“Time & Life” is an episode about symmetry. The symmetry is in the title, those two four-letter, slant-rhyming words that could be interchanged—life and time, time and life. It’s in the bicoastal balancing act that the five remaining partners of Sterling Cooper & Partners is desperately trying to sell McCann Erickson. And it’s in the framing of shot after shot, starting with Pete obscured by a waiter as Ken drinks wine at a restaurant, moving through Peggy and Pete on a couch, Pete and Trudy on a couch, the five partners in the McCann meeting room, Don and Ted sitting at the SC&P conference table. The shots in this episode are gorgeously composed—a combination of cinematography and production design that makes extraordinary use of color, shape, blocking and furniture. This is an episode of “Mad Men” that is pulling the full weight of “Mad Men,” and the results are fabulous.
In order to create symmetry, you have to approach a situation head-on. That’s how the camera creates those fantastic shots; that’s also how the characters approach “Time & Life,” an episode built on the corporate drama that “Mad Men” tells so well. The five partners remaining discover that McCann is planning to fold SC&P into the parent company—and they go to the mattresses, to use the term from “The Godfather.” The episode moves forward on the galvanic energy of their mission, which is to create an office in Los Angeles. But the plan in which they pour their dreams and energy ends up being an elaborate, detailed red herring: McCann sees this folding as a privilege for the partners (especially the male ones). The head-on approach crashes and burns—symmetrically, of course. The last shot of that scene is the most perfectly composed shot of all—the five partners, with four chairs facing them, backed by a wall of floor-to-ceiling windows. The vertical lines between each pane of glass frame each partner in their moment of failure. Three lights hang down from the ceiling, in evenly spaced columns. Don, as the tallest, takes up the center of the five chairs; the two mustachioed men, Roger and Ted, are on either end. A blue ashtray, awkwardly large, sits on the table in front of Don. The only point of dissonance is a lamp, placed off to the left behind the partners—but even that dissonance is calculated, an eyelinered-on mole next to a Marilyn Monroe pout. The shot is so perfect, indeed, that it’s freeze-framed. Like a photograph of a mushroom cloud.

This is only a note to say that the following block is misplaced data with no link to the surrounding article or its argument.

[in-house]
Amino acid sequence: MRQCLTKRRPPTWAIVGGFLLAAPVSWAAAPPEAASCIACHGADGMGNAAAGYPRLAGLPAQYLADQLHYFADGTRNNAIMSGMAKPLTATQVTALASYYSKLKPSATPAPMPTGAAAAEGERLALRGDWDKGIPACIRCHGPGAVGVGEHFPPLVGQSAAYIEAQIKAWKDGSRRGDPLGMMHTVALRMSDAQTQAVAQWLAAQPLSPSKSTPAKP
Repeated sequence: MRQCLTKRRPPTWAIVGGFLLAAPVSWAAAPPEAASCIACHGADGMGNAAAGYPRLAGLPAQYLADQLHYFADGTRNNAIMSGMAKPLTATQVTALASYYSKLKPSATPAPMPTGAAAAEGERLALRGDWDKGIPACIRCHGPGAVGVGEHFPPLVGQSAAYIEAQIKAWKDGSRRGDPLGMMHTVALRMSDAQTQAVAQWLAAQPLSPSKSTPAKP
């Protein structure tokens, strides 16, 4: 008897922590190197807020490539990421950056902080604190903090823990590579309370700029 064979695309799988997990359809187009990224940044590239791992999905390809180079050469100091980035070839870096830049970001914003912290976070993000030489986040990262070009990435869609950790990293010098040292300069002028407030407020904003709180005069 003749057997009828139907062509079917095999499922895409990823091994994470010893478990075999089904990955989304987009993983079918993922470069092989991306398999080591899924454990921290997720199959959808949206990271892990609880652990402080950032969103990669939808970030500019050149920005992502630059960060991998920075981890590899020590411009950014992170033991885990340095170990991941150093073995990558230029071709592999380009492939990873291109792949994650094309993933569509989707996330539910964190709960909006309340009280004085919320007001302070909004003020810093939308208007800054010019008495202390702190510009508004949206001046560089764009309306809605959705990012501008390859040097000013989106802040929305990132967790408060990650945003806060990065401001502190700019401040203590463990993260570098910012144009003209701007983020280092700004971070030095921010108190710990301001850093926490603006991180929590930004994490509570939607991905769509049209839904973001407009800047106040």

There is a symmetry, too, in this episode addressing the end of SC&P’s era in the Time-Life building: We saw the company move in, at the beginning of Season 4, and then expand to a second floor, at the end of Season 5. And that decision gave us this shot, of five (somewhat) different partners, looking away from us, toward a more promising (and ultimately fantastical) future.
As I was saying, symmetry. At one point, Stan admires it: “How did that turn into that?” he asks. Even Lou Avery, Don’s doppelganger on the other coast, calls in to remind Don of the parallelism of the two of them, except that he, Lou, has come out ahead. “Enjoy the rest of your miserable life,” he spits, before slamming the phone down. In that scene, as in numerous others in this episode, splashes of red color the frame’s palette.